Volatility is the new normal in the transportation industry, with consumer behavior and market conditions (read: inflation, fuel prices). Shippers and carriers are regularly challenged to accommodate the impact, from tight capacity to delays and high costs. And even amid these conditions, shippers, carriers and their customers increasingly prioritize sustainability in the supply chain and are now looking for innovative ways to reduce their environmental impact.
Less-than-truckload (LTL) is an effective solution to many of these challenges and a cost-effective shipping service that most shippers have used for decades. By leveraging LTL, shippers can take advantage of new capacity pockets, increase the overall speed and efficiency of lanes and reduce deadhead miles for carriers, which drives industry sustainability. LTL service rates have a major market window and opportunity for growth as spot TL rates are declining. For LTL to continue to be a mainstay in the market, however, it will require close collaboration among shippers and carriers to ensure maximum transparency and efficiency.
Growing Pains for the LTL Market
While LTL has been a staple at many organizations for years, the current market deals with a significantly higher volume. The Journal of Commerce Online recently reported that ODFL, the second-largest LTL carrier in the US, experienced an astonishing 18.3% increase in its daily LTL shipments from February 2021 to February 2022. Saia, another US LTL carrier, also saw its daily LTL shipments jump by 15.8% in the same period.
Costs of LTL options now vary significantly in price, as this increase in volume has overwhelmed many LTL services. Logistics Management’s first annual LTL study found that 78% of logistics buyers surveyed said that they expect LTL rates to increase from 2022 to 2023. Moreover, 50% of respondents said they sometimes have a problem securing capacity and 8% said they almost always encounter specific challenges related to the shipping process.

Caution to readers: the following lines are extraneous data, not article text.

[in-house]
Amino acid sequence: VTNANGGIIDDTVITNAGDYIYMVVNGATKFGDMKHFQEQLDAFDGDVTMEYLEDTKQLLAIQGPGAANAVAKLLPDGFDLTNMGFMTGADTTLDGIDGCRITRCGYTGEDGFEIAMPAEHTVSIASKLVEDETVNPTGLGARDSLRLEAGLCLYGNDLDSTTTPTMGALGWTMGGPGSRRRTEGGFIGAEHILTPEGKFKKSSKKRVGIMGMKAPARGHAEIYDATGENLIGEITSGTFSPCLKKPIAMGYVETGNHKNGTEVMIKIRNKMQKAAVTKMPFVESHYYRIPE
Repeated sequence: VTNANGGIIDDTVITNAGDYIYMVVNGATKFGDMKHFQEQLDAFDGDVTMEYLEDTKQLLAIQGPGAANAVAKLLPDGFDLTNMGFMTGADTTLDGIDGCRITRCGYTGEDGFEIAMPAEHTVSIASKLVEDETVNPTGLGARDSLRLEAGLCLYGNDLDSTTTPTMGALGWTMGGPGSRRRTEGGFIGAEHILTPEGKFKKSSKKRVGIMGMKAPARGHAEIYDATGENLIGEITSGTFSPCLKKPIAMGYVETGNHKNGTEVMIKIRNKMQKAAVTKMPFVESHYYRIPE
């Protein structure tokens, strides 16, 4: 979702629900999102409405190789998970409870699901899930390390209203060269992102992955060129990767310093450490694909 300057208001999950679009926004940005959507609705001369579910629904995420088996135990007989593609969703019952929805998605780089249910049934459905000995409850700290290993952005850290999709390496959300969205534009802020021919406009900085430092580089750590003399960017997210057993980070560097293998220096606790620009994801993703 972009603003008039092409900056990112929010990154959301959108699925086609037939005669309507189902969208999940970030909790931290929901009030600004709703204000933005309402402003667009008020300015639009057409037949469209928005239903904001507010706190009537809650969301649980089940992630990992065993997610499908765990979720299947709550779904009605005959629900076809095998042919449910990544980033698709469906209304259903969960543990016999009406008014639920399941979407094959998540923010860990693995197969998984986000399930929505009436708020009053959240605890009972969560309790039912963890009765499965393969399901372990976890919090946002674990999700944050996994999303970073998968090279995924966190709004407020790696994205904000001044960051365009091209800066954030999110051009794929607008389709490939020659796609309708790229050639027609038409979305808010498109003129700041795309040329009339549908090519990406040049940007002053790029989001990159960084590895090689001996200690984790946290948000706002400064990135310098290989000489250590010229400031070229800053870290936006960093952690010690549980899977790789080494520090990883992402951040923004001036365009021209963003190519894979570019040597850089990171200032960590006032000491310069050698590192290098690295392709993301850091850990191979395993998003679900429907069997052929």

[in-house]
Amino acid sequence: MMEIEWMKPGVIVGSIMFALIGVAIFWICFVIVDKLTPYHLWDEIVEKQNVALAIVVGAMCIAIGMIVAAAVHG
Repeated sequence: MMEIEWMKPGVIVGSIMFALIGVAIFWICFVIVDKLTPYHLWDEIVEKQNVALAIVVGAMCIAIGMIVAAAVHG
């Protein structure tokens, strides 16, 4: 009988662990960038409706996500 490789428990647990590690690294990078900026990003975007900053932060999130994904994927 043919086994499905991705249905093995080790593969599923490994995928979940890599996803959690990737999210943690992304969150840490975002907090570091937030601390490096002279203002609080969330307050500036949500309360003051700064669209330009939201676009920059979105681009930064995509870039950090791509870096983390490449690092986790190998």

LTL’s effectiveness can also be constrained by capacity and cost pressures. Its performance greatly depends on having enough drivers and dock workers, two groups that are seeing industry shortages. And while LTL is an efficient shipping method for specific quantities, it’s not always practical from a cost perspective — the cost per hundredweight would still be higher compared to truckload (TL) shipping.
Shipment Collaboration Creates More Effective LTL Shipping
Shipping collaboration can help overcome these challenges and uncertainties in LTL for the long term. Using data-driven processes, organizations can enhance and streamline LTL processes for all types of moving requirements — and see shared success as a result.
Organizations see numerous benefits from collaborating around LTL, such as improved network optimization and reduced carbon footprint. The optimized transit times, combined with less handling resulting in reduced claims, means organizations see significant cost savings. By proactively taking control of LTL inefficiencies and increasing demands, organizations can quickly see cost and customer satisfaction results from using shipping collaboration.
For example, GOJO Industries, a health and hygiene manufacturer, began using our LTL solution in 2021 (which builds full truckload shipments at pooling points from multiple shippers’ loads) to support its supply chain operations during the pandemic and ensure its products, such as Purell hand sanitizer, were shipped to customers on time. Since adopting the technology, the company reports that it saved 7% on shipments that were transported using the solution — helping the company transport important hygiene products more efficiently and effectively against supply chain challenges.
Nathan Adams is VP, Transportation Procurement at Transplace. Learn more about how Transplace can create a shipping collaboration strategy for your organization.